Jaguar’s critical habitat shrinks in face of proposed copper mine

By Michael Doyle | 05/30/2024 01:19 PM EDT

Critical habitat for jaguars in Arizona has been contentious since it was first designated in 2014.

A wild jaguar on Dec. 1, 2016, in southern Arizona.

This image taken from video provided by Fort Huachuca shows a wild jaguar on Dec. 1, 2016, in southern Arizona. Fort Huachuca/AP

This story was updated at 2:43 p.m. EDT.

The Fish and Wildlife Service on Thursday formally shrunk the designated critical habitat for the endangered jaguar, in a move touched by debate over Arizona’s proposed Rosemont copper mine project.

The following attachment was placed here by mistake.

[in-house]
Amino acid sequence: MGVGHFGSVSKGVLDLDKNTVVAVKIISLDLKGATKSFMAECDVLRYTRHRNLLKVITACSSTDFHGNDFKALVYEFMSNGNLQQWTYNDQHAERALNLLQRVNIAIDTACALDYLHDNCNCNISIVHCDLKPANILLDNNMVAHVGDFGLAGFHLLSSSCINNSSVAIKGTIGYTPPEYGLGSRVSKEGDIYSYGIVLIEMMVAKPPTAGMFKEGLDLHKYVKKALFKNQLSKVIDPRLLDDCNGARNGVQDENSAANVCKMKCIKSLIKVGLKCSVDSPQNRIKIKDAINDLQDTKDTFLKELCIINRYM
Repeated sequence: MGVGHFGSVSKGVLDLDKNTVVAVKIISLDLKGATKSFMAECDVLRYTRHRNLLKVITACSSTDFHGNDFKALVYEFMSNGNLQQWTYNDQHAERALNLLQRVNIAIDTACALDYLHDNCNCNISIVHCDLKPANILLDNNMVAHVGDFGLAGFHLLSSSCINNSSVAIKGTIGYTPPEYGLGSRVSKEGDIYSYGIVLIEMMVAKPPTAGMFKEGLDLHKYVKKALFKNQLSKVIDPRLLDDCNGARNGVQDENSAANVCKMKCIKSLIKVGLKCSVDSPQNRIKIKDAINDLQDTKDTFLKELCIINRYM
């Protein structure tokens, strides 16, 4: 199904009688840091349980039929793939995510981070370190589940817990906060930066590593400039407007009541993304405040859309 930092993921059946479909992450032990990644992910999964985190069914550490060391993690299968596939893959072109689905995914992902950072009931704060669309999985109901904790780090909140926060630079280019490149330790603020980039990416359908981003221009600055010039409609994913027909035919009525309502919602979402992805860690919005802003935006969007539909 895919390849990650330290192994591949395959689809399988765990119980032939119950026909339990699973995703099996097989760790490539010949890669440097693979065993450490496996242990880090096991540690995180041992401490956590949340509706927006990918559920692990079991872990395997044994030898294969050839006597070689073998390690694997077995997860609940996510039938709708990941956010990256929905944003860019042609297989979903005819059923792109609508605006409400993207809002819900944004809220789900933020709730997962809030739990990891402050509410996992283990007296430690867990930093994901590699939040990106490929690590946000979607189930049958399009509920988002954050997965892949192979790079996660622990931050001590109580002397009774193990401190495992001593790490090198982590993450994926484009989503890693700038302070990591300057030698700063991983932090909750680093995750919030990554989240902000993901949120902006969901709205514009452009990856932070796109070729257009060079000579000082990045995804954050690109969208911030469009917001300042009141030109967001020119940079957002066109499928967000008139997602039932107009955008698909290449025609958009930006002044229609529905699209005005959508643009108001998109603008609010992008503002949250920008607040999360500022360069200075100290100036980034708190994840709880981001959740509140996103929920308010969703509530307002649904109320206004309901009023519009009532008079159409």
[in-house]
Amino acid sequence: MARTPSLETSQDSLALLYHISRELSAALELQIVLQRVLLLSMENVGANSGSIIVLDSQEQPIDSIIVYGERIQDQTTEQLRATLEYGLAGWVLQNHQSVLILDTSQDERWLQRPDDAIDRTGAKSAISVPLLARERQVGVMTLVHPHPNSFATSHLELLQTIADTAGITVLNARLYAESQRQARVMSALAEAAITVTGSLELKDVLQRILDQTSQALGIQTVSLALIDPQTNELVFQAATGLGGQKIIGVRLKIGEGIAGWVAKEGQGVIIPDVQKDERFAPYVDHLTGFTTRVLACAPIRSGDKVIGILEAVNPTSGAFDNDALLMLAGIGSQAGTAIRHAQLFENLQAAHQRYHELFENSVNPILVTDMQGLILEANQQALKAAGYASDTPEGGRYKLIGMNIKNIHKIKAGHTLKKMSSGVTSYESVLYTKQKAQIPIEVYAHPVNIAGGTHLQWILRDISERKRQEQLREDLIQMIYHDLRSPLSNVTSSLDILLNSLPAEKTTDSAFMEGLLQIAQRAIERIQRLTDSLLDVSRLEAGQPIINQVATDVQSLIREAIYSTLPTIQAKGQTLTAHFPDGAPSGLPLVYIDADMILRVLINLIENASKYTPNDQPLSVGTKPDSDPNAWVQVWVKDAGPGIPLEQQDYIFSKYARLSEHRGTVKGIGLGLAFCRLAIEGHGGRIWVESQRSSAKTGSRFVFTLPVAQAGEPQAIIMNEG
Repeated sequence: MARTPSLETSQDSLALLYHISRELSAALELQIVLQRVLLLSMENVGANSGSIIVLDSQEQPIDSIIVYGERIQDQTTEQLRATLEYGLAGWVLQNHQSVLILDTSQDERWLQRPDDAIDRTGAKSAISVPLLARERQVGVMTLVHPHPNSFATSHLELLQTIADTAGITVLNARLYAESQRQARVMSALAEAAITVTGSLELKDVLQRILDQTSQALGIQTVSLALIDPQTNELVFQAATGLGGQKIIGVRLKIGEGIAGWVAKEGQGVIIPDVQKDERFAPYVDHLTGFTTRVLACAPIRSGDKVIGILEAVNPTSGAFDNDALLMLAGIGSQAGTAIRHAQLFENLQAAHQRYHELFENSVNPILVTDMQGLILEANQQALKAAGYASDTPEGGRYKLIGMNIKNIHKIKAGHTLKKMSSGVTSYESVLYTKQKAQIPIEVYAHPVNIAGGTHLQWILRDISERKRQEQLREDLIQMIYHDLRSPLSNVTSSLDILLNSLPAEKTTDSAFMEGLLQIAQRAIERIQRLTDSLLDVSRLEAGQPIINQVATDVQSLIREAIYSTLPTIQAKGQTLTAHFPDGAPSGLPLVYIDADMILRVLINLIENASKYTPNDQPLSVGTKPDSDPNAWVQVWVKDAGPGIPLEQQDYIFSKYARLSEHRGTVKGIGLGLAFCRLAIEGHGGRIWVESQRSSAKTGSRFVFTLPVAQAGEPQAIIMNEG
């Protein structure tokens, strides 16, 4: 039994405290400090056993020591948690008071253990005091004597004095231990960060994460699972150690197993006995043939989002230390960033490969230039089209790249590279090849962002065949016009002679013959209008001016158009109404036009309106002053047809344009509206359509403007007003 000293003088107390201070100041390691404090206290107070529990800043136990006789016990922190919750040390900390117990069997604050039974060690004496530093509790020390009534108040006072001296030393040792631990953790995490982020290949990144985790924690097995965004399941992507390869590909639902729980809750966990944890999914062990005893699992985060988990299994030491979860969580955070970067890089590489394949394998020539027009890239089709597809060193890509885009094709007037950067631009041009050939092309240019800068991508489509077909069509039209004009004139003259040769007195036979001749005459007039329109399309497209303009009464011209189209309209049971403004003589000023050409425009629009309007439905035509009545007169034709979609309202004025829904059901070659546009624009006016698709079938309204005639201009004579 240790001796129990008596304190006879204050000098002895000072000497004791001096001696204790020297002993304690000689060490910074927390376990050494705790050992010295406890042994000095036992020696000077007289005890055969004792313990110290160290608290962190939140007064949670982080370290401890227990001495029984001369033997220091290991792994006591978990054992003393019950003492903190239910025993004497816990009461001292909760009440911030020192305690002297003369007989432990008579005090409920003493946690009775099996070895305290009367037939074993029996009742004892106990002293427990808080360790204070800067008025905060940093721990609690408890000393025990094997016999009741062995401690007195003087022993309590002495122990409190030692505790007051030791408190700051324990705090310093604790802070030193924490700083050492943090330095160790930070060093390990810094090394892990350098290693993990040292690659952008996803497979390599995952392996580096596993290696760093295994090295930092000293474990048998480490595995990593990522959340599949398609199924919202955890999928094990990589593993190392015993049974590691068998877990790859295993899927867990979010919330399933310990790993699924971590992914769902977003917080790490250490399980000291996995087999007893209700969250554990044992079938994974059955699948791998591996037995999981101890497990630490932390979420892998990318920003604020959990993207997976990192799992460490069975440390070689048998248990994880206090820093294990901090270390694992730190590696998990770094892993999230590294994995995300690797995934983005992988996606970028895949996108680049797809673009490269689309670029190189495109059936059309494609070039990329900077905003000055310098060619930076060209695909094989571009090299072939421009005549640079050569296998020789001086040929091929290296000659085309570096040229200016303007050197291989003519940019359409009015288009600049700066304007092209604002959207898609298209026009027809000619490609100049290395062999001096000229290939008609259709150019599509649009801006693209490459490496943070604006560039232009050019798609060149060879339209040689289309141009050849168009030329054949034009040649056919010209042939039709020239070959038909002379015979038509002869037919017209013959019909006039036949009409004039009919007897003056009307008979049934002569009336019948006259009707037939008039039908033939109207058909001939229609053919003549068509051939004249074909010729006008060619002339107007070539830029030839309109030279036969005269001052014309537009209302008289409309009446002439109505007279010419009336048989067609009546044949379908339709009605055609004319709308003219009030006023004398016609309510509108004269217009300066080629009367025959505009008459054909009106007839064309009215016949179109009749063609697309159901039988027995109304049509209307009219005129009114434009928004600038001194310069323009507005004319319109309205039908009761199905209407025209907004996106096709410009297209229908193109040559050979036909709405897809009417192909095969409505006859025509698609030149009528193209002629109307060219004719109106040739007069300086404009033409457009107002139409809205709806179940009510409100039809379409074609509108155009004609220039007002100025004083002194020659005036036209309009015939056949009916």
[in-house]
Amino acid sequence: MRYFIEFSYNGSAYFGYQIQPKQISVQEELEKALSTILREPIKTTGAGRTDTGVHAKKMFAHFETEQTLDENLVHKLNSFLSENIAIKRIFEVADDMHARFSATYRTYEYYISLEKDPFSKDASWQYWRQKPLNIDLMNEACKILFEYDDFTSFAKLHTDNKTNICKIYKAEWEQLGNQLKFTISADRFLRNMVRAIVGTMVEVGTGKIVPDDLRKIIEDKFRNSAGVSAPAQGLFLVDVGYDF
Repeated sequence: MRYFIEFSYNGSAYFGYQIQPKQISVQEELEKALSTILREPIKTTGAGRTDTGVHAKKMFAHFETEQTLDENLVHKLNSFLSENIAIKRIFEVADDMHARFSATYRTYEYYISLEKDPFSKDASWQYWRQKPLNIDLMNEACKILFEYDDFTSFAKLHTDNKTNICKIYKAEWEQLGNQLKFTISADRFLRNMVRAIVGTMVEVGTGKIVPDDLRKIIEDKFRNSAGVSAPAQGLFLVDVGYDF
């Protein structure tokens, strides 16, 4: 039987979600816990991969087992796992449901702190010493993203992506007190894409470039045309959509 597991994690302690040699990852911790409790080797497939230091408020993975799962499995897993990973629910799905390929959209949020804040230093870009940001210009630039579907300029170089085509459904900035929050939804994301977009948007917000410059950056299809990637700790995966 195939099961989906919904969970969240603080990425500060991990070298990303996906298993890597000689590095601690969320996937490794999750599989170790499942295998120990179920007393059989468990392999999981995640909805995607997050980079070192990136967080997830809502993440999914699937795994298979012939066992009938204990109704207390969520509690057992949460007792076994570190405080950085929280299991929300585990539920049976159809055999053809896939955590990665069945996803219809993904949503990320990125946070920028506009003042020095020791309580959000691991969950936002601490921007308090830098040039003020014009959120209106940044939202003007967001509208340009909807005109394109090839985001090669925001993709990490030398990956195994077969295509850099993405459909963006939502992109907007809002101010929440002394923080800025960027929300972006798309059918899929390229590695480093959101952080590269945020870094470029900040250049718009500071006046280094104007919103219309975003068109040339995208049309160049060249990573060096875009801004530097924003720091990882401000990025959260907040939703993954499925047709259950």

Compelled by court order, the federal agency made official its removal of approximately 64,797 acres from the jaguar’s critical habitat set under the Endangered Species Act. The cut leaves a critical habitat of 640,124 acres in Pima, Santa Cruz and Cochise counties in Arizona.


The critical habitat reduction published in the Federal Register follows up on a August 2013 court order that has been in effect while the Fish and Wildlife Service has prepared the official documentation.